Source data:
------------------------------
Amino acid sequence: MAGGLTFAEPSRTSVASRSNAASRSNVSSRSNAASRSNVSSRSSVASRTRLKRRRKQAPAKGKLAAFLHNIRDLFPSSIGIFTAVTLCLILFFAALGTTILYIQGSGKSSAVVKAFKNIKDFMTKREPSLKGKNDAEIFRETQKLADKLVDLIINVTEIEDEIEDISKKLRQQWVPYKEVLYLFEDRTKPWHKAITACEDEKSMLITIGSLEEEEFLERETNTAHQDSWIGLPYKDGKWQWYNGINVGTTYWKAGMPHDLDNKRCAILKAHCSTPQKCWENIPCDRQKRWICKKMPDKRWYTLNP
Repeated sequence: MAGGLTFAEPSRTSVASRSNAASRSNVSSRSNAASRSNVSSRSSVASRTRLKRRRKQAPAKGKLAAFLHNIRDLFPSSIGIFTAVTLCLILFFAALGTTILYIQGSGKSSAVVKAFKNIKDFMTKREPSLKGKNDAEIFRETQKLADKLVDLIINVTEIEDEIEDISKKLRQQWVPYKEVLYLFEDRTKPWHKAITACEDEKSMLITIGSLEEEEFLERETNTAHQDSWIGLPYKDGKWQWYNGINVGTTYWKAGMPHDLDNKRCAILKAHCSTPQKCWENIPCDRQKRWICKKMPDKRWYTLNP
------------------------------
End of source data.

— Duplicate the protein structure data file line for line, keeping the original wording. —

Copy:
Amino acid sequence: MAGGLTFAEPSRTSVASRSNAASRSNVSSRSNAASRSNVSSRSSVASRTRLKRRRKQAPAKGKLAAFLHNIRDLFPSSIGIFTAVTLCLILFFAALGTTILYIQGSGKSSAVVKAFKNIKDFMTKREPSLKGKNDAEIFRETQKLADKLVDLIINVTEIEDEIEDISKKLRQQWVPYKEVLYLFEDRTKPWHKAITACEDEKSMLITIGSLEEEEFLERETNTAHQDSWIGLPYKDGKWQWYNGINVGTTYWKAGMPHDLDNKRCAILKAHCSTPQKCWENIPCDRQKRWICKKMPDKRWYTLNP
Repeated sequence: MAGGLTFAEPSRTSVASRSNAASRSNVSSRSNAASRSNVSSRSSVASRTRLKRRRKQAPAKGKLAAFLHNIRDLFPSSIGIFTAVTLCLILFFAALGTTILYIQGSGKSSAVVKAFKNIKDFMTKREPSLKGKNDAEIFRETQKLADKLVDLIINVTEIEDEIEDISKKLRQQWVPYKEVLYLFEDRTKPWHKAITACEDEKSMLITIGSLEEEEFLERETNTAHQDSWIGLPYKDGKWQWYNGINVGTTYWKAGMPHDLDNKRCAILKAHCSTPQKCWENIPCDRQKRWICKKMPDKRWYTLNP